unexpected results : CAFC Alert

Somewhat unexpected results yield to strong evidence of obviousness to try

| August 8, 2014

Roche and Genentech v. Apotex Inc; Roche and Genentech v. Dr. Reddy’s laboratories; Roche and Genentech v. Watson etc.; Roche and Genentech v. Orchid chemicals & pharmaceuticals etc; and Genentech v. Mylan etc.

April 11, 2014

Before  Newman, Lourie, and Bryson.  Opinion by Bryson. Dissent by Newman


Plaintiff Roche appeals from the decision of the U.S. District Court for the District of New Jersey granting the defendant generic drug companies summary judgment of invalidity of Roche’s two patents related to Boniva®, a commercial drug for the treatment of osteoporosis. CAFC affirms.

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Post-filing recognition of a drug compound’s unexpected property may not be sufficient to establish the compound’s nonobviousness.

| July 24, 2014

Bristol-Myers Squibb Company v. Teva Pharmaceuticals USA, Inc.

June 12, 2014


The Federal Circuit found that a patent claim directed to a drug compound for treating hepatitis B was invalid as an obvious modification to a structurally similar lead compound. In so finding, the Federal Circuit dismissed evidence of later discovery, after the time of invention, that the lead compound was highly toxic and therapeutically useless. The Federal Circuit then determined that evidence of the drug compound’s later-discovered unexpected lack of toxicity was insufficient to prove nonobviousness, despite additional evidence demonstrating the drug compound’s unexpectedly high potency and unexpectedly high barrier to resistance. The Federal Circuit’s decision may have taken some bite out of the court’s precedents that an invention’s properties and advantagesneed not be fully known as of the filing date of the patent application to be relevant to nonobviousness.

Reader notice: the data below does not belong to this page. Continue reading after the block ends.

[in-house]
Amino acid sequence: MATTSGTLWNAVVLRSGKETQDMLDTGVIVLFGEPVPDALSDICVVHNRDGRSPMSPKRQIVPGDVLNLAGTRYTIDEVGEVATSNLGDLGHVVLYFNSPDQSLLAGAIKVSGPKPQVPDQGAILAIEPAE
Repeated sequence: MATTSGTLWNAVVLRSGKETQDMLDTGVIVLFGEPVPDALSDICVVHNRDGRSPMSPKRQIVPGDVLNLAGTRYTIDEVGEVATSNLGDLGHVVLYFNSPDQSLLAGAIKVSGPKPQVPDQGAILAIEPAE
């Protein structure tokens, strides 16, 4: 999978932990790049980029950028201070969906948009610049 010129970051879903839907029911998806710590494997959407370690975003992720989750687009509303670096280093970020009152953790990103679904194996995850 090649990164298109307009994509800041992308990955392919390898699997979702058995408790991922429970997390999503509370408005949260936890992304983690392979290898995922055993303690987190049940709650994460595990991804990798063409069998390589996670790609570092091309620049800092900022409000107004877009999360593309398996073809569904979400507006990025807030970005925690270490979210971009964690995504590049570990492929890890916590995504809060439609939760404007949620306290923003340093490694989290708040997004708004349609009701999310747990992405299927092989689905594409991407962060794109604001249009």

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Not All Secondary Considerations are Probative of Nonobviousness

| July 23, 2014

Galderma Labs v. Tolmar, Inc.

December 11, 2013

Before NEWMAN, BRYSON, and PROST, Circuit Judges. Opinion for the court filed by Circuit Judge PROST. Dissenting opinion filed by Circuit Judge NEWMAN.


This Hatch-Waxman case is based on Tolmar’s filing of an Abbreviated New Drug Application (“ANDA”) seeking approval to market a generic drug (Differin® Gel,0.3%), which is a topical medication containing 0.3% by weight adapalene approved for the treatment of acne.

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Unexpected result for combination therapy using two known drugs

| July 24, 2013

Novo Nordisk A/S v. Caraco Phamaceutical Laboratories, Ltd.

June 18, 2013

Panel:  Newman, Dyk and Prost.  Opinion by Prost.  Dissent by Newman.


A patent claims a combination therapy using two drugs.  The patent was issued by overcoming prior art as an examiner recognized an unexpected result proved by an inventor’s declaration.  In the district court, defendant presented new evidence challenging the validity of the patent.   The evidence showed that one of the claimed drugs was well known to be used in the therapy, and another drug having similar mechanism as the other was also well known to be used in such combination therapy.  Relying on the evidence, the district court hold that the patent was obvious because the evidence created a strong prima facie case of obviousness, and it was so strong that the patentee’s evidence showing certain superior effects did not overcome the prima facie obviousness. The majority agreed with the district court holding.  Judge Newman dissented.



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